Why I Worry About Venture-Backed Mental Health & Addiction Startups
It’s frustrating if you’re a customer of an expense report SaaS startup and the company goes out of business, but it’s potentially devastating if your tele-therapist or addiction counselor suddenly disappears because the platform that employed them ran out of money. This is my most significant concern about the wave of mental wellness startups being funded with venture dollars — what happens to the clients of the ones which fail?
Traditional venture capital models lean into what’s called ‘power laws.’ Basically the idea that you are backing risky new ventures, many of which will stumble along the way, but one or two of the companies you back will be such outsized successes that the investment gains from those will more than offset the others.
Venture capital is a great instrument for high growth companies, or those who are very early in their development but intend to pursue a high growth strategy. If a normal small business must optimize for unit economics and profitability early in its lifecycle, a venture-backed business seeks product-market fit in a big industry and then trades nearterm profit-taking for long-term marketshare, with the idea that profits can be extracted later. I’ll pause for a moment now to emphasize that I don’t believe there’s anything fundamentally wrong with this tradeoff, which shouldn’t surprise you since I am a venture capitalist. If you’re reading this post because you think capitalism is a fundamentally broken system or that venture itself is evil, I’m sorry to share that I don’t agree. But I will absolutely acknowledge that companies which take any outside capital implicitly and explicitly incorporate the needs and expectations of that capital into their business planning. And for venture-backed startups this tends to be “get them customers.”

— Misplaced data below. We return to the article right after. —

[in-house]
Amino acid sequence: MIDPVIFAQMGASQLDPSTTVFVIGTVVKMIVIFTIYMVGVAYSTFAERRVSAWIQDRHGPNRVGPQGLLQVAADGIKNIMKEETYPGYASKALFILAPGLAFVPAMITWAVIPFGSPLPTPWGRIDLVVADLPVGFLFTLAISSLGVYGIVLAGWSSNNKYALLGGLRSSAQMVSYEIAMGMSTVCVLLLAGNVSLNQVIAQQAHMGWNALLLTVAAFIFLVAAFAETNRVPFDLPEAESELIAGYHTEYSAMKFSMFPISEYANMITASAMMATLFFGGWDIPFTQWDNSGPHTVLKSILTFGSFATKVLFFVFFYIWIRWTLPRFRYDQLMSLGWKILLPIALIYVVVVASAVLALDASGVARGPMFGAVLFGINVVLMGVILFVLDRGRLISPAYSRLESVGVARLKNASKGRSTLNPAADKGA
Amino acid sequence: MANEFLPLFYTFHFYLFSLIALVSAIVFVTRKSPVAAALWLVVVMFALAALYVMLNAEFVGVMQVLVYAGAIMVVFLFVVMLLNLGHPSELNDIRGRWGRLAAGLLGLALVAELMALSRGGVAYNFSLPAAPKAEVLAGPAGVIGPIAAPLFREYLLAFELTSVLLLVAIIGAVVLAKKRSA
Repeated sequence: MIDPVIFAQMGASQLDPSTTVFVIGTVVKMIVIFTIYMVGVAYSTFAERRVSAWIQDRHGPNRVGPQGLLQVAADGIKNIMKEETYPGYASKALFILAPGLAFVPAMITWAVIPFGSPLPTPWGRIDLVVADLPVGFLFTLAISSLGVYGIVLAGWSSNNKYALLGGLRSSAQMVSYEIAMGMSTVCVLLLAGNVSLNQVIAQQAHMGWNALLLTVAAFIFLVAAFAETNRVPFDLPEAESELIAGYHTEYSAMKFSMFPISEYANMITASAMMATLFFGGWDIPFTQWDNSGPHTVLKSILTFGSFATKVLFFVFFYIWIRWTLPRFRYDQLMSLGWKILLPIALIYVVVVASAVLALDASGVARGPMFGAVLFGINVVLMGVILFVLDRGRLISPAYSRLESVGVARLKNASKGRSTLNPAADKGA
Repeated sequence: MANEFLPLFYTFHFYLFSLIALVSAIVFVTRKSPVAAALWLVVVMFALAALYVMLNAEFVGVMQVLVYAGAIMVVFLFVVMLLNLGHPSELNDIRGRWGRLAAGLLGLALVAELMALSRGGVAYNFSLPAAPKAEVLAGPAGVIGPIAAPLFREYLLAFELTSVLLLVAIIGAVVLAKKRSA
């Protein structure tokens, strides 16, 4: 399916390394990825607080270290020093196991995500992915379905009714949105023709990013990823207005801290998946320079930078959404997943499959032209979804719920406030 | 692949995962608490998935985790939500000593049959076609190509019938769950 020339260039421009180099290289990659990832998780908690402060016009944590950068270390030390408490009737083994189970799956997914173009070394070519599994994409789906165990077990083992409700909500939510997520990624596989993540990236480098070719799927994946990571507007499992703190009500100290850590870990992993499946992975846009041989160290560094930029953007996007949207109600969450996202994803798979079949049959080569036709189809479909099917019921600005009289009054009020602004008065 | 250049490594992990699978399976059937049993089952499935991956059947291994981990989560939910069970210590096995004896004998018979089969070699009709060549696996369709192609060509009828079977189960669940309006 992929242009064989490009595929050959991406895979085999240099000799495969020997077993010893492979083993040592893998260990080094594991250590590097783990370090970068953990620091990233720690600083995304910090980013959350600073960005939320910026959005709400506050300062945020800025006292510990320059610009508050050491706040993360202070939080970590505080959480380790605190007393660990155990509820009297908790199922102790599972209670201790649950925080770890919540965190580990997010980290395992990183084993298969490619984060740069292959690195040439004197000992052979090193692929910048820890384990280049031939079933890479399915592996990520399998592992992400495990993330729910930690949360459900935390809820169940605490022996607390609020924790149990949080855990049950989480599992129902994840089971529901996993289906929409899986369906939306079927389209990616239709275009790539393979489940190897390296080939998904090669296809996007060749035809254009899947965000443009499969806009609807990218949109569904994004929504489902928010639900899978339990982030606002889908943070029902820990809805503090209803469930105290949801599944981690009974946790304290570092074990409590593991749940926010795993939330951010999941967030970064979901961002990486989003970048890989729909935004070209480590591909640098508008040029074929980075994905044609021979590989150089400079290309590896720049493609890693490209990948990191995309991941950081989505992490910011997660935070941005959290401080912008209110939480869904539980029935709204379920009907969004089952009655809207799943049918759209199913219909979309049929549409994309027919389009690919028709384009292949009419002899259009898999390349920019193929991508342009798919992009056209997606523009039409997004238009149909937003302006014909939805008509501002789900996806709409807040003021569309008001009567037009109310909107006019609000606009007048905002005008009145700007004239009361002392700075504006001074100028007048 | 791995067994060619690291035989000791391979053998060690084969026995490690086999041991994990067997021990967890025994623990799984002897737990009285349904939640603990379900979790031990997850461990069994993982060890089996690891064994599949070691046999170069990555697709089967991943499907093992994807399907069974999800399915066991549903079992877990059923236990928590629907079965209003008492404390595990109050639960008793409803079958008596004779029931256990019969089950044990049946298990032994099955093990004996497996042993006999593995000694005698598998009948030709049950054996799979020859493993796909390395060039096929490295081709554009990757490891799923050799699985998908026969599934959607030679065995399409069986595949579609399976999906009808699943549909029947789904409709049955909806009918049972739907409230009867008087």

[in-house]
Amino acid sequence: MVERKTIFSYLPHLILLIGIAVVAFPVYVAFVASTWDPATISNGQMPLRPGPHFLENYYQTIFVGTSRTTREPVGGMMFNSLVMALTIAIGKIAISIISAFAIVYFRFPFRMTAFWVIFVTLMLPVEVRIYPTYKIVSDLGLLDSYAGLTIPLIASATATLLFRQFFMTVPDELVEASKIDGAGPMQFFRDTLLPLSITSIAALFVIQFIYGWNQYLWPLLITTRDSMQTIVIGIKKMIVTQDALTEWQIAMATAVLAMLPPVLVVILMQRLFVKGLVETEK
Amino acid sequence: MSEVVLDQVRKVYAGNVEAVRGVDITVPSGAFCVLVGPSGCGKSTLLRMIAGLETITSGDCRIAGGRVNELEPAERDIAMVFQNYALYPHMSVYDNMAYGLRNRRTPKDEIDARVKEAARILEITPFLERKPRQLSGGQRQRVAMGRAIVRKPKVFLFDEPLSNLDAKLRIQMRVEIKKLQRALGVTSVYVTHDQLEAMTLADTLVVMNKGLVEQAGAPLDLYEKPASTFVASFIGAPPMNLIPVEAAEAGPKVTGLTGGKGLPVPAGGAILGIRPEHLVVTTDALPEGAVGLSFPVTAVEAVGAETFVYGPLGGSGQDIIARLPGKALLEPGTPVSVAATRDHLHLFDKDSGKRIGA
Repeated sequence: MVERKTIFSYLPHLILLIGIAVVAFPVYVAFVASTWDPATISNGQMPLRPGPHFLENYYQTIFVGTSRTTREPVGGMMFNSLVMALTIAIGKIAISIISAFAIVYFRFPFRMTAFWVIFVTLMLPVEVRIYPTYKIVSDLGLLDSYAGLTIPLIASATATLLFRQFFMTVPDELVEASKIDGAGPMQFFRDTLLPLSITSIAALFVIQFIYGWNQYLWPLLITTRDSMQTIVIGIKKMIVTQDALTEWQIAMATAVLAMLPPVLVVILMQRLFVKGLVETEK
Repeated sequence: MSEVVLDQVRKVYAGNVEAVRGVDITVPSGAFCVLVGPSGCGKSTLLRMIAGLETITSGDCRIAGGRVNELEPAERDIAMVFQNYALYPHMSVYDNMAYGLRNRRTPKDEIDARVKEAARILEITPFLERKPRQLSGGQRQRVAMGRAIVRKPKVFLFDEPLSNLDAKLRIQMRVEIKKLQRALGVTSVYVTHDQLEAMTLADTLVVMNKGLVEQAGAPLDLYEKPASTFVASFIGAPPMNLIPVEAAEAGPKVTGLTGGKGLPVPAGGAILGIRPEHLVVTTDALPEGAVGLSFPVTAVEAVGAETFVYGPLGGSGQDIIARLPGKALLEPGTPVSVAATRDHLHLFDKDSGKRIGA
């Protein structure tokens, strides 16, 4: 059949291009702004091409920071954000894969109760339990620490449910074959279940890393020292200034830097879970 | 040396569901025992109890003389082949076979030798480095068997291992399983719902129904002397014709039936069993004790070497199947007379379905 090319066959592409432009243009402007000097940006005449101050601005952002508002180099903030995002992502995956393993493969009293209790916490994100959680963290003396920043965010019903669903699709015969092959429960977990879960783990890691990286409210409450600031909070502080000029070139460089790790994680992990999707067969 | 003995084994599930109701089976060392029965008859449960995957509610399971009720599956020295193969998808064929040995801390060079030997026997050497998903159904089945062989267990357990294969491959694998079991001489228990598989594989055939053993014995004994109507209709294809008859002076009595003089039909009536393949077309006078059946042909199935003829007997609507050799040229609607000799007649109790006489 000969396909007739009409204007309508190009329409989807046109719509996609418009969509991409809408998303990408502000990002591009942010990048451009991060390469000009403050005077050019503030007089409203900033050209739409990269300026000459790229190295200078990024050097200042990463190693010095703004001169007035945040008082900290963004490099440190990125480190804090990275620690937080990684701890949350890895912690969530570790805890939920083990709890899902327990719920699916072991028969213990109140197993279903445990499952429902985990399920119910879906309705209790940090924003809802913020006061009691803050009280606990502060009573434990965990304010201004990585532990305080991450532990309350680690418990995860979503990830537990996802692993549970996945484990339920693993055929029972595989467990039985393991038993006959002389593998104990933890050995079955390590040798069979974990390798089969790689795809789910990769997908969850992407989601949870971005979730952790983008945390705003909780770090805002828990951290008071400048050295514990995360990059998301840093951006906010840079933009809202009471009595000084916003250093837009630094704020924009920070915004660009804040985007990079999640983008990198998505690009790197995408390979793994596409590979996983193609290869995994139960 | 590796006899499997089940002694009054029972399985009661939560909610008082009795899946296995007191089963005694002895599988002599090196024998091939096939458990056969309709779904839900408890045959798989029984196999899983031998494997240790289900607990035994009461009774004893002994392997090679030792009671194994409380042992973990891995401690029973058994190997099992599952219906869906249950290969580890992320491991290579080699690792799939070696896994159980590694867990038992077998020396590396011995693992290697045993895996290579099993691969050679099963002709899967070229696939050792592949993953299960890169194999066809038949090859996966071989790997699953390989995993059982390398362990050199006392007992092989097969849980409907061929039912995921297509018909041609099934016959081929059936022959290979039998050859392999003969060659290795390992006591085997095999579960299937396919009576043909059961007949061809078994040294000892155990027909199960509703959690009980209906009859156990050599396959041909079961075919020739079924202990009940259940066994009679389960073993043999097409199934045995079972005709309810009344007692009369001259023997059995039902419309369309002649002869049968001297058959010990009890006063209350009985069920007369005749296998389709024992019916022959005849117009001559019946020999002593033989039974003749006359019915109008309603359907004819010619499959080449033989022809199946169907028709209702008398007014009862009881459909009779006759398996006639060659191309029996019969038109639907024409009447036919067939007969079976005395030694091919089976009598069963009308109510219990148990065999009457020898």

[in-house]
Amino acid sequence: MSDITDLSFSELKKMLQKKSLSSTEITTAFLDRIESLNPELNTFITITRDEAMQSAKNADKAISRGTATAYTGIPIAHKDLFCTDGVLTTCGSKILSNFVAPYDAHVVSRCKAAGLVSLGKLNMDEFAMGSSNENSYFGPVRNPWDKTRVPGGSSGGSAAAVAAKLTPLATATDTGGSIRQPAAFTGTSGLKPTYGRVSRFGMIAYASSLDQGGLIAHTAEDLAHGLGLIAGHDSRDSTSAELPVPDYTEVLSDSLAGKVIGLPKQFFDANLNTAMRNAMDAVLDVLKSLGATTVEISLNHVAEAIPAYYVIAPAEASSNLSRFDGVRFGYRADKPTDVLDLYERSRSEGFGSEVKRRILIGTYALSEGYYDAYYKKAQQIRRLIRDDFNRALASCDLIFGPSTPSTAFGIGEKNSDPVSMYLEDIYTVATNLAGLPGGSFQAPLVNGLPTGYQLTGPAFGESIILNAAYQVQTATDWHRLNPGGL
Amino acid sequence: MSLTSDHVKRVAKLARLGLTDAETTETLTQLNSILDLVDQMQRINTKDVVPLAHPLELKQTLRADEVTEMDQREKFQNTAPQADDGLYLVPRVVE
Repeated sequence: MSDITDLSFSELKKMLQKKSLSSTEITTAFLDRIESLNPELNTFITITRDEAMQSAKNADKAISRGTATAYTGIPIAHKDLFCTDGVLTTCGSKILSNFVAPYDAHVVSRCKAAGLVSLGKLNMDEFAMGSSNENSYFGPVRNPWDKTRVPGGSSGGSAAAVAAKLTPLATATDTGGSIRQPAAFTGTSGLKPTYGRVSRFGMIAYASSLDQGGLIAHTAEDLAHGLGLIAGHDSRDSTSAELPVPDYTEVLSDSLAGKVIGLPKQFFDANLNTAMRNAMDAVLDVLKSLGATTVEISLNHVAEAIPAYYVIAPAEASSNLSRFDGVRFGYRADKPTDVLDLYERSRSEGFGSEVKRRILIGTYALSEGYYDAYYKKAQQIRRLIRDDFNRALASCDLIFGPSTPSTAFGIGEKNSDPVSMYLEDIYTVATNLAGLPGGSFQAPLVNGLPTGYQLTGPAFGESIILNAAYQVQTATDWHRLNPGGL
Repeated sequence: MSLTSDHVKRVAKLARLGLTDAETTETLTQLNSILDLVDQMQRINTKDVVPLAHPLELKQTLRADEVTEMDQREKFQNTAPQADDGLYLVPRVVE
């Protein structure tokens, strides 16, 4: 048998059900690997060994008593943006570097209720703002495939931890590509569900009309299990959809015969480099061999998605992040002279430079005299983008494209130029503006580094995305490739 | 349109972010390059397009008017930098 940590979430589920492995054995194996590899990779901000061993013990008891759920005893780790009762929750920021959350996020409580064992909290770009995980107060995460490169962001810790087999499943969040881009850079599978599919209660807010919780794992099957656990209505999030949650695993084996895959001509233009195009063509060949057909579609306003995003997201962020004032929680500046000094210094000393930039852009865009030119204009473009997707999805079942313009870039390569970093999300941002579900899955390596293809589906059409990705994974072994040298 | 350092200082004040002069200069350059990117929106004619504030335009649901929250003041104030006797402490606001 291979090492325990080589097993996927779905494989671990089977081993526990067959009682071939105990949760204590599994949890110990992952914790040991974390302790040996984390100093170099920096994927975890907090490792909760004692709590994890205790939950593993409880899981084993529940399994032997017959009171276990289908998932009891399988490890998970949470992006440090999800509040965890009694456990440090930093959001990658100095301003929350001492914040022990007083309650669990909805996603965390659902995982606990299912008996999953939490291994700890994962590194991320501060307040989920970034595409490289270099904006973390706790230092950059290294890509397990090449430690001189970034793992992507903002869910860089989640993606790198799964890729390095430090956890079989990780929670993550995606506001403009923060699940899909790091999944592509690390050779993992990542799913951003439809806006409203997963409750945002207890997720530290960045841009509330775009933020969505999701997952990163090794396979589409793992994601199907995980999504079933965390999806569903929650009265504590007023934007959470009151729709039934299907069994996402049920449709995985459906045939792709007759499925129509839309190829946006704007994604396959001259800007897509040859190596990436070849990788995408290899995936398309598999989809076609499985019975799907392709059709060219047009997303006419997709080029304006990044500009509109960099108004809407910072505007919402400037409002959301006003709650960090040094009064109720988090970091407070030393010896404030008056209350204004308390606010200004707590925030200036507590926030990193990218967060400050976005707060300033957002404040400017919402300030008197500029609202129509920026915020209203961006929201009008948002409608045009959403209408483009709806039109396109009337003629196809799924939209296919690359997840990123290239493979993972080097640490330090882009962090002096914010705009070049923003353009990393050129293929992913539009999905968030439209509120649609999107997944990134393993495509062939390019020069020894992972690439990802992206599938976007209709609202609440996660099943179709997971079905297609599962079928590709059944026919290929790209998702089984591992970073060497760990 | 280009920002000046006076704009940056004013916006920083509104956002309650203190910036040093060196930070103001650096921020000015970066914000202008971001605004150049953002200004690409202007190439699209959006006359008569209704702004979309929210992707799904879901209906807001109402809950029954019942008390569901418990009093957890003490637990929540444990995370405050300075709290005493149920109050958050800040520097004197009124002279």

Which leads us to the fundamental difference between, say, a small self-funded online therapy practice and one that has taken millions of dollars in seed capital: the latter can acquire a larger number of patients much faster using investment dollars for both customer acquisition and to subsidize the economics of serving those clients. That’s what always gives me a little bit of pause in this…